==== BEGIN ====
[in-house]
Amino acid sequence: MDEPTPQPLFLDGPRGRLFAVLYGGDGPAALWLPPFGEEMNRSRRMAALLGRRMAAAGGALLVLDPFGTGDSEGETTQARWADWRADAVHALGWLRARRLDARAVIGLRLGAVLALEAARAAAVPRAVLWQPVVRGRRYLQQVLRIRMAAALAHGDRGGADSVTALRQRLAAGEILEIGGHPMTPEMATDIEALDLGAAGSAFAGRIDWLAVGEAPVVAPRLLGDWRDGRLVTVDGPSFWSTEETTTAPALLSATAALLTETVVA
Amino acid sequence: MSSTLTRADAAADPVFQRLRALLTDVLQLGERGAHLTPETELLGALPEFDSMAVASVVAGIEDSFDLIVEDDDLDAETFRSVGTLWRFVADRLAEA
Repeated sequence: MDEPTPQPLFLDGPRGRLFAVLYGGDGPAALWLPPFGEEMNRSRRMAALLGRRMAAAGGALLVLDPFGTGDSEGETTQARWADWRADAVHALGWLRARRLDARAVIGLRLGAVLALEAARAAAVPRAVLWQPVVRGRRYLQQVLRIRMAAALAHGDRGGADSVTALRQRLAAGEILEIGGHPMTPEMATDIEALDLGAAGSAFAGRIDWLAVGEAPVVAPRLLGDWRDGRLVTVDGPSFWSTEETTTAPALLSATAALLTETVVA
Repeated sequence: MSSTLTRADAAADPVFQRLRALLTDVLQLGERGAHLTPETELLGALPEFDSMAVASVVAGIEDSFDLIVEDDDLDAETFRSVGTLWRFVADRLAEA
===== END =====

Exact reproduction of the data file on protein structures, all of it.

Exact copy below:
[in-house]
Amino acid sequence: MDEPTPQPLFLDGPRGRLFAVLYGGDGPAALWLPPFGEEMNRSRRMAALLGRRMAAAGGALLVLDPFGTGDSEGETTQARWADWRADAVHALGWLRARRLDARAVIGLRLGAVLALEAARAAAVPRAVLWQPVVRGRRYLQQVLRIRMAAALAHGDRGGADSVTALRQRLAAGEILEIGGHPMTPEMATDIEALDLGAAGSAFAGRIDWLAVGEAPVVAPRLLGDWRDGRLVTVDGPSFWSTEETTTAPALLSATAALLTETVVA
Amino acid sequence: MSSTLTRADAAADPVFQRLRALLTDVLQLGERGAHLTPETELLGALPEFDSMAVASVVAGIEDSFDLIVEDDDLDAETFRSVGTLWRFVADRLAEA
Repeated sequence: MDEPTPQPLFLDGPRGRLFAVLYGGDGPAALWLPPFGEEMNRSRRMAALLGRRMAAAGGALLVLDPFGTGDSEGETTQARWADWRADAVHALGWLRARRLDARAVIGLRLGAVLALEAARAAAVPRAVLWQPVVRGRRYLQQVLRIRMAAALAHGDRGGADSVTALRQRLAAGEILEIGGHPMTPEMATDIEALDLGAAGSAFAGRIDWLAVGEAPVVAPRLLGDWRDGRLVTVDGPSFWSTEETTTAPALLSATAALLTETVVA
Repeated sequence: MSSTLTRADAAADPVFQRLRALLTDVLQLGERGAHLTPETELLGALPEFDSMAVASVVAGIEDSFDLIVEDDDLDAETFRSVGTLWRFVADRLAEA